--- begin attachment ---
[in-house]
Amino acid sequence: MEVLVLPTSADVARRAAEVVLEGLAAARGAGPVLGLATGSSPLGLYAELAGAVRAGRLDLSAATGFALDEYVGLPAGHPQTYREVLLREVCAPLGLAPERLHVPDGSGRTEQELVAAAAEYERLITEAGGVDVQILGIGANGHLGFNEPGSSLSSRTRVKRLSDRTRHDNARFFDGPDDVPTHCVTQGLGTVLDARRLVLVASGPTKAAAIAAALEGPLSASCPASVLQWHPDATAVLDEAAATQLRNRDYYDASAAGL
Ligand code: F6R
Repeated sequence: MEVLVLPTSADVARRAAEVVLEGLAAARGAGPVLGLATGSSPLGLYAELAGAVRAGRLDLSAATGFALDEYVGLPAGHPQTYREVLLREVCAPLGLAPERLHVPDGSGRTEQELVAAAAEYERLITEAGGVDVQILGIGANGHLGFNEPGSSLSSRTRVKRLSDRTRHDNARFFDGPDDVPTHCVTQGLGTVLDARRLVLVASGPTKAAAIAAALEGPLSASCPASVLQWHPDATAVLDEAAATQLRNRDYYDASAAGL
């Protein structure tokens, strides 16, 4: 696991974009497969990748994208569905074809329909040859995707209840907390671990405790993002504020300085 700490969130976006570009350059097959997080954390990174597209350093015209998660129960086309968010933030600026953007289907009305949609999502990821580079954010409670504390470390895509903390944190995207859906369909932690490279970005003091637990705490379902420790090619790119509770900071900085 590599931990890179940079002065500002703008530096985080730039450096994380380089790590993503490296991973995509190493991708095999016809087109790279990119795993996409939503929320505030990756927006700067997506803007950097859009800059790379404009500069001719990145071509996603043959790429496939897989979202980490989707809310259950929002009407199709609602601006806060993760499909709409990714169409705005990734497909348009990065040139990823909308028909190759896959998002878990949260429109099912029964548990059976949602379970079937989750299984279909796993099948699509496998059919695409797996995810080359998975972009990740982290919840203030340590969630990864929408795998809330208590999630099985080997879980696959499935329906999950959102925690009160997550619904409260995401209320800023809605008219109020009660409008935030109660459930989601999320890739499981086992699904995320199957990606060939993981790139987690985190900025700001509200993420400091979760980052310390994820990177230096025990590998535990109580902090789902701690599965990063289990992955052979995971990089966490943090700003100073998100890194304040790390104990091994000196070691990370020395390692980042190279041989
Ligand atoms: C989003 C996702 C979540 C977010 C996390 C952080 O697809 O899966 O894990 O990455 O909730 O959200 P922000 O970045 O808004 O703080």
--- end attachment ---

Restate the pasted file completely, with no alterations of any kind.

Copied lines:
[in-house]
Amino acid sequence: MEVLVLPTSADVARRAAEVVLEGLAAARGAGPVLGLATGSSPLGLYAELAGAVRAGRLDLSAATGFALDEYVGLPAGHPQTYREVLLREVCAPLGLAPERLHVPDGSGRTEQELVAAAAEYERLITEAGGVDVQILGIGANGHLGFNEPGSSLSSRTRVKRLSDRTRHDNARFFDGPDDVPTHCVTQGLGTVLDARRLVLVASGPTKAAAIAAALEGPLSASCPASVLQWHPDATAVLDEAAATQLRNRDYYDASAAGL
Ligand code: F6R
Repeated sequence: MEVLVLPTSADVARRAAEVVLEGLAAARGAGPVLGLATGSSPLGLYAELAGAVRAGRLDLSAATGFALDEYVGLPAGHPQTYREVLLREVCAPLGLAPERLHVPDGSGRTEQELVAAAAEYERLITEAGGVDVQILGIGANGHLGFNEPGSSLSSRTRVKRLSDRTRHDNARFFDGPDDVPTHCVTQGLGTVLDARRLVLVASGPTKAAAIAAALEGPLSASCPASVLQWHPDATAVLDEAAATQLRNRDYYDASAAGL
């Protein structure tokens, strides 16, 4: 696991974009497969990748994208569905074809329909040859995707209840907390671990405790993002504020300085 700490969130976006570009350059097959997080954390990174597209350093015209998660129960086309968010933030600026953007289907009305949609999502990821580079954010409670504390470390895509903390944190995207859906369909932690490279970005003091637990705490379902420790090619790119509770900071900085 590599931990890179940079002065500002703008530096985080730039450096994380380089790590993503490296991973995509190493991708095999016809087109790279990119795993996409939503929320505030990756927006700067997506803007950097859009800059790379404009500069001719990145071509996603043959790429496939897989979202980490989707809310259950929002009407199709609602601006806060993760499909709409990714169409705005990734497909348009990065040139990823909308028909190759896959998002878990949260429109099912029964548990059976949602379970079937989750299984279909796993099948699509496998059919695409797996995810080359998975972009990740982290919840203030340590969630990864929408795998809330208590999630099985080997879980696959499935329906999950959102925690009160997550619904409260995401209320800023809605008219109020009660409008935030109660459930989601999320890739499981086992699904995320199957990606060939993981790139987690985190900025700001509200993420400091979760980052310390994820990177230096025990590998535990109580902090789902701690599965990063289990992955052979995971990089966490943090700003100073998100890194304040790390104990091994000196070691990370020395390692980042190279041989
Ligand atoms: C989003 C996702 C979540 C977010 C996390 C952080 O697809 O899966 O894990 O990455 O909730 O959200 P922000 O970045 O808004 O703080």